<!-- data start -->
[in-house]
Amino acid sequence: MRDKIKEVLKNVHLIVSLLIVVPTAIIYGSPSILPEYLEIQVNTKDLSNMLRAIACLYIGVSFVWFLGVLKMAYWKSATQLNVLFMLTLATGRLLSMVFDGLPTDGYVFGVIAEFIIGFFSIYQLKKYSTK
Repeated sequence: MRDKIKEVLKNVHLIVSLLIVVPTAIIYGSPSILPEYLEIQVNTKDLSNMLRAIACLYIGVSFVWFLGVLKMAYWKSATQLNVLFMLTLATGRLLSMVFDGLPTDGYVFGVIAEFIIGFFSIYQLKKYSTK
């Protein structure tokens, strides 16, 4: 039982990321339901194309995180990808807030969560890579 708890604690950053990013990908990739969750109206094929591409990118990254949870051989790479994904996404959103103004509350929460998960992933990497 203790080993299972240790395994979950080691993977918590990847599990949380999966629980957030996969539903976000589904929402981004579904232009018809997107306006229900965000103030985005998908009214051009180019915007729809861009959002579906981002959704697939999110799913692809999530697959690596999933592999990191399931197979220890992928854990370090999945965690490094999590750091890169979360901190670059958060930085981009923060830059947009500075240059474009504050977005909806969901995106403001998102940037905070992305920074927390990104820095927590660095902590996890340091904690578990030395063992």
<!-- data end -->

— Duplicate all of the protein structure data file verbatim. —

[in-house]
Amino acid sequence: MRDKIKEVLKNVHLIVSLLIVVPTAIIYGSPSILPEYLEIQVNTKDLSNMLRAIACLYIGVSFVWFLGVLKMAYWKSATQLNVLFMLTLATGRLLSMVFDGLPTDGYVFGVIAEFIIGFFSIYQLKKYSTK
Repeated sequence: MRDKIKEVLKNVHLIVSLLIVVPTAIIYGSPSILPEYLEIQVNTKDLSNMLRAIACLYIGVSFVWFLGVLKMAYWKSATQLNVLFMLTLATGRLLSMVFDGLPTDGYVFGVIAEFIIGFFSIYQLKKYSTK
């Protein structure tokens, strides 16, 4: 039982990321339901194309995180990808807030969560890579 708890604690950053990013990908990739969750109206094929591409990118990254949870051989790479994904996404959103103004509350929460998960992933990497 203790080993299972240790395994979950080691993977918590990847599990949380999966629980957030996969539903976000589904929402981004579904232009018809997107306006229900965000103030985005998908009214051009180019915007729809861009959002579906981002959704697939999110799913692809999530697959690596999933592999990191399931197979220890992928854990370090999945965690490094999590750091890169979360901190670059958060930085981009923060830059947009500075240059474009504050977005909806969901995106403001998102940037905070992305920074927390990104820095927590660095902590996890340091904690578990030395063992």